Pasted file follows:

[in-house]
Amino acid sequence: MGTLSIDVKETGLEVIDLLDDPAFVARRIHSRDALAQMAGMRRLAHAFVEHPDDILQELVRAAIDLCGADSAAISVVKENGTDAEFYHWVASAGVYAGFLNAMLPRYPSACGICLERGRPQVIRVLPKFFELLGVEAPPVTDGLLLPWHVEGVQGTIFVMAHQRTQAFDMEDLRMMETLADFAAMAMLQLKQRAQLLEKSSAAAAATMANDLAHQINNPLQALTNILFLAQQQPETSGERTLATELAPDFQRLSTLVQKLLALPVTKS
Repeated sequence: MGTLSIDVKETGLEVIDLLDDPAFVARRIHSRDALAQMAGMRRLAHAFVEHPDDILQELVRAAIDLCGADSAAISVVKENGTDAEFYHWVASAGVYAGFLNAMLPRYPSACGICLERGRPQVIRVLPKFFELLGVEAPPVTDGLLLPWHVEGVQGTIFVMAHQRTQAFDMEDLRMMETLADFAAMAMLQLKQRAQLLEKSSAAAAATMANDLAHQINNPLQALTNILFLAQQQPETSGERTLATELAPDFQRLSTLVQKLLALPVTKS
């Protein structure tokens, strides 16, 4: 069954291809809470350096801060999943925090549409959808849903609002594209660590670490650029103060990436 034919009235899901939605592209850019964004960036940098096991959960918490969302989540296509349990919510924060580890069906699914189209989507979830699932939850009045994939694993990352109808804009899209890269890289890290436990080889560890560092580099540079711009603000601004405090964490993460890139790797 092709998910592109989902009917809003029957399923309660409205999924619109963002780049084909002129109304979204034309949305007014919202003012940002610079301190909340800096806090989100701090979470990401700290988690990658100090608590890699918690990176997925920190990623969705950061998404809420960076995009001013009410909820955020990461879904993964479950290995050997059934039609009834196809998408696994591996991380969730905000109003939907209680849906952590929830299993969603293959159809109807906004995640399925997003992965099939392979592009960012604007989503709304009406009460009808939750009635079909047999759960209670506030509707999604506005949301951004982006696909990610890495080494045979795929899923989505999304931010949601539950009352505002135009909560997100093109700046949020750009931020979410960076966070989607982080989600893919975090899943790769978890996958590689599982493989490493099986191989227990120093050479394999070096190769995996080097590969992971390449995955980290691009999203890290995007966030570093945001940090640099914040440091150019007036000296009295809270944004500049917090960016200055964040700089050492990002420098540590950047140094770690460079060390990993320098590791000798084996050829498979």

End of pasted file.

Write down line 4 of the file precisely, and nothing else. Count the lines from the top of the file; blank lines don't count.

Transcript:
């Protein structure tokens, strides 16, 4: 069954291809809470350096801060999943925090549409959808849903609002594209660590670490650029103060990436 034919009235899901939605592209850019964004960036940098096991959960918490969302989540296509349990919510924060580890069906699914189209989507979830699932939850009045994939694993990352109808804009899209890269890289890290436990080889560890560092580099540079711009603000601004405090964490993460890139790797 092709998910592109989902009917809003029957399923309660409205999924619109963002780049084909002129109304979204034309949305007014919202003012940002610079301190909340800096806090989100701090979470990401700290988690990658100090608590890699918690990176997925920190990623969705950061998404809420960076995009001013009410909820955020990461879904993964479950290995050997059934039609009834196809998408696994591996991380969730905000109003939907209680849906952590929830299993969603293959159809109807906004995640399925997003992965099939392979592009960012604007989503709304009406009460009808939750009635079909047999759960209670506030509707999604506005949301951004982006696909990610890495080494045979795929899923989505999304931010949601539950009352505002135009909560997100093109700046949020750009931020979410960076966070989607982080989600893919975090899943790769978890996958590689599982493989490493099986191989227990120093050479394999070096190769995996080097590969992971390449995955980290691009999203890290995007966030570093945001940090640099914040440091150019007036000296009295809270944004500049917090960016200055964040700089050492990002420098540590950047140094770690460079060390990993320098590791000798084996050829498979």